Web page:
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Product: Book - Paperback
Title: A+ Certification for Dummies
Publisher: For Dummies
Authors: Ron Gilster
Rating: 5/5
Customer opinion - 5 stars out of 5
"A+ Certificatio for Dummies" does the job!


If you have some experience on the subject matter, this is an excellent refresher book. It is lite and direct without loosing the reader in unnecessary jargon and complexity. If you're a novice, you're going to need more...a lot more. Someone without computer troubleshooting experience is going to find the A+ exam extremely difficult, if not impossible. And this book cannot substitute for real hands-on. CompTIA has changed the A+ test and I don't know how relative this book will be to people taking the new test.



Product: Book - Hardcover
Title: MCDST Self-Paced Training Kit (Exam 70-272): Supporting Users and Troubleshooting Desktop Applications on a Microsoft Windows XP Operating System
Publisher: Microsoft Press
Authors: Walter Glenn
Rating: 2/5
Customer opinion - 2 stars out of 5
Poor correlation between objective review & practice questio


More like a cook book, e.g. recipes for opening menus/sub-menus. "Objective review" question explanations are keyed to book. "Practice questions" on CD are keyed to courses offered through Microsoft and not the book. Many practice question subjects, e.g. Software Security Policies, VPNs, IEEE1394 pin/power supply, modification of boot.ini, Active Directory, WinXP power options, not covered.If objective review questions represent actual exam -great. If the practice tests on CD represent exam - you need other study material.



Product: Book - Paperback
Title: Practical Cryptography
Publisher: Wiley
Authors: Niels Ferguson, Bruce Schneier
Rating: 5/5
Customer opinion - 5 stars out of 5
Beethoven and Schubert's "Learn to play piano already"


Two of the leading world cryptographers take their time to show engineers of all kinds, not just programmers, how the security is to be implemented.
To quote: "one of the reasons for writing this book: to get other people to understand the insidious nature of security, and how important is to do it right."
The whole point of the book is to show how would the authors have built an encryption system if everything's to be done right. This means secure communication channel, key negotiation, random number generation and public key encryption. Basically what you have in this book is a blueprint for the best possible crypto system.
The authors describe a few cryptographic primitives, like block ciphers and hash functions, but not a whole lot and nothing in details. The authors just pick one of each (explaining exactly why the one they picked is the best) and stick with it throughout the book.
The book has surprisingly little math, if any. No details of any existing protocol in particular.
A lot of (literally dozens) attacks described, at any point, on any part, and for each a cure is proposed or "no cure possible" conclusion is made. Pretty informative.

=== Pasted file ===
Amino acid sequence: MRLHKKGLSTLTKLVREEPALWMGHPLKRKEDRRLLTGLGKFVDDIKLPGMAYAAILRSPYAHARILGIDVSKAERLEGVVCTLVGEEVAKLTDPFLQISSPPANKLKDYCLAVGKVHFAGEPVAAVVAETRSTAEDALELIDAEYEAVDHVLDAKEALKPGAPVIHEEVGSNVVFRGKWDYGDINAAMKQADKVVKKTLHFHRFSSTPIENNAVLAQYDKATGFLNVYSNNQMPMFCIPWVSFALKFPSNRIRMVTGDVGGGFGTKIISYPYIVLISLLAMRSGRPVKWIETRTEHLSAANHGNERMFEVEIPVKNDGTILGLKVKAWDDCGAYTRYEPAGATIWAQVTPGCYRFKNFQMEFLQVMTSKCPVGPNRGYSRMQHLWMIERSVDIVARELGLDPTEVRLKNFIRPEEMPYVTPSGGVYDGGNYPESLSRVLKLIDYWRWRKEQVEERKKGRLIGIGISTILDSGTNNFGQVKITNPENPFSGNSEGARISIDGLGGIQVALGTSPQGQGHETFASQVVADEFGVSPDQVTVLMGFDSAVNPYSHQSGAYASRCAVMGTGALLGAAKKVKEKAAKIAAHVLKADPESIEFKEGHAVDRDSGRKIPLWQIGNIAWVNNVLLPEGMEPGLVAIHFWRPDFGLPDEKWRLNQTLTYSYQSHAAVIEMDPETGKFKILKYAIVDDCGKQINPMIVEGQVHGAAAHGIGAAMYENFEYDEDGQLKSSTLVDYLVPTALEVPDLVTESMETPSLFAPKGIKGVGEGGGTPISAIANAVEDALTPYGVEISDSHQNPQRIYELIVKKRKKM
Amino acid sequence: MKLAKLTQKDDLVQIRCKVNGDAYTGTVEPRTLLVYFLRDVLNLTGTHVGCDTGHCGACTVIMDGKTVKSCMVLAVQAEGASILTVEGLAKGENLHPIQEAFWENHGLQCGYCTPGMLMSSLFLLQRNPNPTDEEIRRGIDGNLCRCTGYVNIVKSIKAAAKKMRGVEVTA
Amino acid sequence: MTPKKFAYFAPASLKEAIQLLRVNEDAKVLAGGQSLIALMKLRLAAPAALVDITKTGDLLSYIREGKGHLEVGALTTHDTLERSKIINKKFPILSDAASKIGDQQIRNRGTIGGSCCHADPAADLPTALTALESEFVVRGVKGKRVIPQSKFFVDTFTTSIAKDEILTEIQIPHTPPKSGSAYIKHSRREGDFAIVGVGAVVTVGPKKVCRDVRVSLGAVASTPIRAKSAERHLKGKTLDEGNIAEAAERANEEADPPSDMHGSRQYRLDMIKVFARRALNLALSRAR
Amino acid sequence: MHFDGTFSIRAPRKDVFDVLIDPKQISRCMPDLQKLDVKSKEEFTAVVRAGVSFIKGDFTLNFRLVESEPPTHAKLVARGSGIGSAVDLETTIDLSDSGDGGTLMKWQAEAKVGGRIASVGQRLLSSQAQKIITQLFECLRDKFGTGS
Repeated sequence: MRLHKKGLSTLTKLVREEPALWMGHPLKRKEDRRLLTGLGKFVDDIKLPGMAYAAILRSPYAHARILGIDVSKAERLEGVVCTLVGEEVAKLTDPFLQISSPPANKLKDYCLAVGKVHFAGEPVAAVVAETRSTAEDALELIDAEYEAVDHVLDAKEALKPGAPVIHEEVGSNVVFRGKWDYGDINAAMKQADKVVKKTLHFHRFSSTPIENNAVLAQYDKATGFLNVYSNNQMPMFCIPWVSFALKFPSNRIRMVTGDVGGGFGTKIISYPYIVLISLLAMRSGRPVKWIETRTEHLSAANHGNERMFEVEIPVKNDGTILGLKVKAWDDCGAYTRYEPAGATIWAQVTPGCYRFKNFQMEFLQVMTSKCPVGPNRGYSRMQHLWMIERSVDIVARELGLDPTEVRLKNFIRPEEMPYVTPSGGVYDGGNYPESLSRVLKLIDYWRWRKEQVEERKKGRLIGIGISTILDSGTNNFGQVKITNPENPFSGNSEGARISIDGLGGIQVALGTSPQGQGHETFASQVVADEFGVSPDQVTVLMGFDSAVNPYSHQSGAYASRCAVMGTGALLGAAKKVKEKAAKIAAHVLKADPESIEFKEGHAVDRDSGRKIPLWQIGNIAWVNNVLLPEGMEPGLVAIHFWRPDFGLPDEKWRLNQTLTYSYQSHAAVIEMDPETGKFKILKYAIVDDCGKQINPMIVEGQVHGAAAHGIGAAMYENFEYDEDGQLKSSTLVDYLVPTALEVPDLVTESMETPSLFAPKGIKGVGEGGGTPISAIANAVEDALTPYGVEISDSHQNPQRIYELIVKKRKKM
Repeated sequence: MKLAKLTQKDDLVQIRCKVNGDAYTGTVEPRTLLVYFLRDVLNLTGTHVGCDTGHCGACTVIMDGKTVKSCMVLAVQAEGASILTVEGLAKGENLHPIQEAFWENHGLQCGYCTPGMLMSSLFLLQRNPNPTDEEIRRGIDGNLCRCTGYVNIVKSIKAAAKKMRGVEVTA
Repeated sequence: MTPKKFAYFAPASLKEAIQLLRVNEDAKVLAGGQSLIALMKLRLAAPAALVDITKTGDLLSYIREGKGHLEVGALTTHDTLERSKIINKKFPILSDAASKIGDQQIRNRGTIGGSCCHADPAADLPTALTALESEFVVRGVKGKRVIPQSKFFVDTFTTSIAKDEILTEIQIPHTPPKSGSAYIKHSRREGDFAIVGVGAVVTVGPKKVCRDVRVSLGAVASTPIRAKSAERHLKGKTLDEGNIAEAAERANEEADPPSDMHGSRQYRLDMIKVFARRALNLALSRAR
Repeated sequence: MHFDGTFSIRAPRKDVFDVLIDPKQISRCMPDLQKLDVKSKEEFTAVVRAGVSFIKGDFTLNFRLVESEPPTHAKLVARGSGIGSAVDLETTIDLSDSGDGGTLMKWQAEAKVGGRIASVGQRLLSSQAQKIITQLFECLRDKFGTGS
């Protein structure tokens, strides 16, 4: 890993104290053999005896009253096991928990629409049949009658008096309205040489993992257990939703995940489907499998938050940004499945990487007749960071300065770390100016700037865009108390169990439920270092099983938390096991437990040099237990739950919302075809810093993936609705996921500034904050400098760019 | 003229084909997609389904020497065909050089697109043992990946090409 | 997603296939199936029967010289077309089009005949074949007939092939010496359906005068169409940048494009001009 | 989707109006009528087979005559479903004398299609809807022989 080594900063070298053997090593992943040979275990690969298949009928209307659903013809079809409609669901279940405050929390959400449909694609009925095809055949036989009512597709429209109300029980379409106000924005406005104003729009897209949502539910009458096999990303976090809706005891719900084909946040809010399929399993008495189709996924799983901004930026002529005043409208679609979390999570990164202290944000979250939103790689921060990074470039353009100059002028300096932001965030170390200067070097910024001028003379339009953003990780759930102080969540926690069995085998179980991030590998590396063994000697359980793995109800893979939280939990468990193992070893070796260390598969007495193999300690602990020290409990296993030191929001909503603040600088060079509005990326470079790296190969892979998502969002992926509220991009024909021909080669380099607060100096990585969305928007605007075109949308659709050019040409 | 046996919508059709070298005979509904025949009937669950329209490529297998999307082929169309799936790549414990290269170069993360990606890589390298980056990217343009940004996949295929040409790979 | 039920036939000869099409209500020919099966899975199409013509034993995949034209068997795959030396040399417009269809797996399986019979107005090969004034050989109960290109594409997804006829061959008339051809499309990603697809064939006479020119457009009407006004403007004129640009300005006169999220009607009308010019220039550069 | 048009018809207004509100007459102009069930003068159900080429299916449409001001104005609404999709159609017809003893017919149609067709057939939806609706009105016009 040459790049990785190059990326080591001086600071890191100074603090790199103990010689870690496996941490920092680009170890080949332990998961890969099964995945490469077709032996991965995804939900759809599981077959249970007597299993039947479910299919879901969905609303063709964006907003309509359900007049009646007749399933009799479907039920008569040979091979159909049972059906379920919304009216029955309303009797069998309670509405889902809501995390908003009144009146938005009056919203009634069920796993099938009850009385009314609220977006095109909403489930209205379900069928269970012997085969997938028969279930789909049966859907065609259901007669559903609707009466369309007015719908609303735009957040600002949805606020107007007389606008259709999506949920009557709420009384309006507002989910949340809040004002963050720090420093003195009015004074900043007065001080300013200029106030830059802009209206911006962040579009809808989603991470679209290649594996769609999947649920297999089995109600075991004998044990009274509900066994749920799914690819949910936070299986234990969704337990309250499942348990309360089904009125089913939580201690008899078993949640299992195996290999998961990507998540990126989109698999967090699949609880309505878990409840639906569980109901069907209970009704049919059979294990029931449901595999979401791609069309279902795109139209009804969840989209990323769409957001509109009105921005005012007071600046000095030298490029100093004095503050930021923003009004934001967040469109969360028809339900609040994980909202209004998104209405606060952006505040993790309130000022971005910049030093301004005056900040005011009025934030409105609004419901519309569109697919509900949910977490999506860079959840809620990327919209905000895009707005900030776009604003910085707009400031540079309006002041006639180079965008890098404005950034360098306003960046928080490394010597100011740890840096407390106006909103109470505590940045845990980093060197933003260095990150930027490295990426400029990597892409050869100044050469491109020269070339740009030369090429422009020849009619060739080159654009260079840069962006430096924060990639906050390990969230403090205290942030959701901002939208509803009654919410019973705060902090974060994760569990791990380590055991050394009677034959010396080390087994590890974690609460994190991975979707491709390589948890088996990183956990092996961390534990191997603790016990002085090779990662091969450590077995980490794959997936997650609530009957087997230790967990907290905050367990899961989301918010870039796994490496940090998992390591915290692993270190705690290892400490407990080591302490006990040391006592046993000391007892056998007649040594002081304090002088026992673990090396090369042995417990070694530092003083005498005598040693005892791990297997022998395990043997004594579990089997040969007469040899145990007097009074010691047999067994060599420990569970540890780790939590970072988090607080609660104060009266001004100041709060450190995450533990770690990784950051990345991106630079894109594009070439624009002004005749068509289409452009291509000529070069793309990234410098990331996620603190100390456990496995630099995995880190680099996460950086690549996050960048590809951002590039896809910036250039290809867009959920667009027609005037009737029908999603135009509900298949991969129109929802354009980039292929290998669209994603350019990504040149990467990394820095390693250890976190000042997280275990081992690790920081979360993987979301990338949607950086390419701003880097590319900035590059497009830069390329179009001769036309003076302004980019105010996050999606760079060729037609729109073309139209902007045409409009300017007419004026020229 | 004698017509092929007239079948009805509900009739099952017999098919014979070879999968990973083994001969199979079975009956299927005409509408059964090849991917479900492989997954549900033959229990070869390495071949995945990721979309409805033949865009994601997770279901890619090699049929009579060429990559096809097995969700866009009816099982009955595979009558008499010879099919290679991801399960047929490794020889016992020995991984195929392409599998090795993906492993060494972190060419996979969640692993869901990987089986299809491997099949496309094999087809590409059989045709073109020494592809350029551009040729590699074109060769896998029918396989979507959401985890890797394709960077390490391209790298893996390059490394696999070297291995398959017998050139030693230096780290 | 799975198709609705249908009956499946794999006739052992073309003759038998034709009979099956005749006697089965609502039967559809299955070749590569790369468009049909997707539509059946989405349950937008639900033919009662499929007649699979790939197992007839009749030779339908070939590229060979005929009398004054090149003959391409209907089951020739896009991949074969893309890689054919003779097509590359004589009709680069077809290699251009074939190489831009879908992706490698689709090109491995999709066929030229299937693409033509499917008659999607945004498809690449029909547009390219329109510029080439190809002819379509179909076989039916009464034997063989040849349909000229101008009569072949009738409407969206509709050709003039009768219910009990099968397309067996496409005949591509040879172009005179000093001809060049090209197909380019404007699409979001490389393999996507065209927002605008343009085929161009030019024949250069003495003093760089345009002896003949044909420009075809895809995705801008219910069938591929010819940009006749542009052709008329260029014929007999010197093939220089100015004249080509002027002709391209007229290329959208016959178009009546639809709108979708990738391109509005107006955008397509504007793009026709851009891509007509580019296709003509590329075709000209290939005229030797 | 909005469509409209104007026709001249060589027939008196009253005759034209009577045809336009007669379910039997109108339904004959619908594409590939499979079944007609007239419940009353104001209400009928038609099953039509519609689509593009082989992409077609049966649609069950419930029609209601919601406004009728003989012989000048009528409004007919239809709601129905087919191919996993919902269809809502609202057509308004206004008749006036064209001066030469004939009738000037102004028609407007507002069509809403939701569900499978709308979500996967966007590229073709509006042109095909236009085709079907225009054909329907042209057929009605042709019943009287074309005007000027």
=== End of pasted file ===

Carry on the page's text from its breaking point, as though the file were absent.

Lots of advises, some more technical, some more philosophical. Lots of auxiliary info, like patents on crypto, dancing pigs :), implementation notes etc. Some chapters are about a dozen pages long. A touch, but it makes you think.
Oh, and it describes Mr. Schneier's new Yarrow random generator, and what's more - a shiny new extension to it called Fortuna. Fascinating stuff if you ask me.
There are some minor downsides too.
First, the pseudocode which is used for describing algorithms is strikingly bad. Dear authors of computer books, even if you don't want to take any language's side, please make your code readable for programmers.
Second, a few times the book goes like this: "there is that thingy, it's green and it does things". What ? I think if you even mention things, making a consistent view of what it is at least would be nice. To be specific, the book mentions but never even tries to explain: UMAC, OCB, CCM. There is a few more but I wouldn't mind omitting details on those as they are specifically marked as "stay clear off". I could have googled for them for sure, but what is the point of the book then ?
Third, some of the advises, especially on programming side don't stand. I found the most useful advises the ones that begin with "Niels once had..." and "We found useful...", i.e. the advises from the field. Some other advises are too general. In the very same time the authors say something like "we (the world) don't have a clue how to write secure software". I fully agree, but why trying to squeeze in a small book thus useless advises ? Like for instance, first they say "wipe any information as soon as you no longer need it" and then "assertion failures should always lead to an abort of a program". Cleanup, huh ? Shall we just say that writing quality software takes no less books than designing proper crypto ?
So, the book gets 5 out of 5, because it (1) delivers exactly what it advertises (2) provides an good coverage on the topic and (3) the authors are but the best cryptographers there are.
Recommended for anyone.



Product: Book - Paperback
Title: Macromedia Dreamweaver MX 2004 with ASP, ColdFusion, and PHP : Training from the Source
Publisher: Macromedia Press
Authors: Jeffrey Bardzell
Rating: 5/5
Customer opinion - 5 stars out of 5
Even a technophobe can use this book.


I recently purchased Dreamweaver MX and found that I could not use it at all. I puchased this book based upon a recommendation from a friend. Now, less than a month later, I have a basic website up and running. If you want to see what this book helped me do, go to, "www.MrGustafson.com" I highly recommend this book. Do not waste your money on any others.